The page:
Workers Are Less Likely To Lose Their Jobs. The probability that a typical worker will get fired or laid off over the course of a month is now 1.1 percent, down from 1.3 percent in 2001. (CEA Calculation Based On Bureau Of Labor Statistics Data)
Workers Are Finding Jobs Faster. The median duration of unemployment declined during 2006, from 8.5 weeks to 7.3 weeks, close to its historical average. The number of long-term unemployed (those out of work for more than 26 weeks) fell by 263,000 during the year. (Labor Department)
More Opportunities Are Available For College Graduates. Employers reportedly plan to hire 17.4 percent more college graduates from the class of 2007 than they hired from the class of 2006. This is the fourth straight year of double-digit increases in college graduate hiring by employers. They also report starting salaries increased for most fields. (National Association Of Colleges And Employers)
A Broader Measure Of Unemployment Is Also Down. The percentage of workers who are either working part-time but seeking full-time employment or who are unemployed has decreased from 8.6 percent a year ago to 8.0 percent in December, matching its lowest level in over five years. (U-6 Unemployment From Bureau Of Labor Statistics)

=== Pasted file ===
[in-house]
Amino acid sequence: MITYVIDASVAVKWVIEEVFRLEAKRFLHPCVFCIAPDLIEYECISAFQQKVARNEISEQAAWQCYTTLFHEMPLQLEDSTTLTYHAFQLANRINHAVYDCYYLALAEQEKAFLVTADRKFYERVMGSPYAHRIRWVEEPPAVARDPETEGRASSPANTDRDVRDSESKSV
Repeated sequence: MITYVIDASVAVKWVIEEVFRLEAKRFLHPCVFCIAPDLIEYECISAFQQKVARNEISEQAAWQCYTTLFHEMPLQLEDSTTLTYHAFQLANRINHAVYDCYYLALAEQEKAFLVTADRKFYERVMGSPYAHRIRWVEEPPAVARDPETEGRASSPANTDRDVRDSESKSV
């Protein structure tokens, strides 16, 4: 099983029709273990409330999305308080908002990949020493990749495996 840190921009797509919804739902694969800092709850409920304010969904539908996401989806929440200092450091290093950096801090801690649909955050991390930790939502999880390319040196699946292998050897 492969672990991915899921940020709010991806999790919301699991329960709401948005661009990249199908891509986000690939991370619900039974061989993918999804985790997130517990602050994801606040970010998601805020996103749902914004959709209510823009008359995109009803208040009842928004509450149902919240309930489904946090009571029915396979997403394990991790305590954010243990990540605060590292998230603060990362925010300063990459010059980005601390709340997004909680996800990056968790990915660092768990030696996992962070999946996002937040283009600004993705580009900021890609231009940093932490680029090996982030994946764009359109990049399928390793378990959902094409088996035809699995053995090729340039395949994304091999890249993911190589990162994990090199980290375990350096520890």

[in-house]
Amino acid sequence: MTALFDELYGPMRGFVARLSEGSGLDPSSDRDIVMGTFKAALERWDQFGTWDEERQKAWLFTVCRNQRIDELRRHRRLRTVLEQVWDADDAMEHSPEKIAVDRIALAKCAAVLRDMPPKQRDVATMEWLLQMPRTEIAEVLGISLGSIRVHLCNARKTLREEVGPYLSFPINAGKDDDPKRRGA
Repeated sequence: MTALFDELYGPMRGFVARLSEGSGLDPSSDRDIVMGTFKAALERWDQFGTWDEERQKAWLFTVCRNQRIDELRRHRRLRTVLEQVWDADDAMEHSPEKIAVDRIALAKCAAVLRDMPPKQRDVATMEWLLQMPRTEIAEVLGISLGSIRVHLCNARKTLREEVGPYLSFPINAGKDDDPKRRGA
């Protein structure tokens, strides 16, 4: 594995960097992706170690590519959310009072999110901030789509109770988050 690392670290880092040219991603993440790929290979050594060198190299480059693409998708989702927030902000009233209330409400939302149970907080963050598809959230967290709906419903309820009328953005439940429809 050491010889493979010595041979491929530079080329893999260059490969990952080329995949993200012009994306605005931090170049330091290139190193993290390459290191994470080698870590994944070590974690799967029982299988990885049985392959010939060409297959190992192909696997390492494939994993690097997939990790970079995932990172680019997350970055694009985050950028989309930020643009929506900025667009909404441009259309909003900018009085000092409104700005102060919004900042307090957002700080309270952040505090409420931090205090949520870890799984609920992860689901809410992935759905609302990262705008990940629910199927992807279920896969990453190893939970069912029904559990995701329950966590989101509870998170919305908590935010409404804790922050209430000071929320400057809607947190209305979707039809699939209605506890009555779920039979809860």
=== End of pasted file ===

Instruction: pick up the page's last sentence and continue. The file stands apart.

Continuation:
The U.S. Economy Has Proven Resilient And Responsive. We lost nearly 1 million jobs in the three months following 9/11. Since then, the economy has added millions of jobs, and we now have more jobs than in 2000.
Fewer Workers Are Filing For Unemployment Benefits. The monthly average of initial unemployment insurance benefit claims was 318,000 per week in December, down more than 20 percent since August 2003. As a share of the labor force, this is below the historical average. (Labor Department)
More Jobs Are Going Unfilled. The seasonally-adjusted rate of job openings (job openings relative to total jobs plus job openings) was 3.0 percent in November its highest level since early 2001 with employers reporting over 4.2 million job openings, an increase of 53 percent since August 2003. (Bureau Of Labor Statistics)
Wages For Production Workers Are Growing Faster Than Inflation. Real hourly wages (base hourly wage rates plus commissions, overtime premiums, and bonuses) for production and non-supervisory workers (about 80 percent of the workforce) grew 1.7 percent over the past 12 months. The supervisory workers who tend to have above-average earnings are not included in this figure. (Bureau Of Labor Statistics)